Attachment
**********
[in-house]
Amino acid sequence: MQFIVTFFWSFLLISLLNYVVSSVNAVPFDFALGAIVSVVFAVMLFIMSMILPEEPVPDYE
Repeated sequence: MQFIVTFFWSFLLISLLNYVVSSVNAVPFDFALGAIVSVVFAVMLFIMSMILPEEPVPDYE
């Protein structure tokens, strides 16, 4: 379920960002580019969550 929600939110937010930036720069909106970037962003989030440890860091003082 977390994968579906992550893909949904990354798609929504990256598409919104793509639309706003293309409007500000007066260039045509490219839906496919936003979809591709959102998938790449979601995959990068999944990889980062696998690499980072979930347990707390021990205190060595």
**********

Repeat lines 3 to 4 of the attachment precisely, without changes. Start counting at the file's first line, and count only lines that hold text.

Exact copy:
Repeated sequence: MQFIVTFFWSFLLISLLNYVVSSVNAVPFDFALGAIVSVVFAVMLFIMSMILPEEPVPDYE
């Protein structure tokens, strides 16, 4: 379920960002580019969550 929600939110937010930036720069909106970037962003989030440890860091003082 977390994968579906992550893909949904990354798609929504990256598409919104793509639309706003293309409007500000007066260039045509490219839906496919936003979809591709959102998938790449979601995959990068999944990889980062696998690499980072979930347990707390021990205190060595």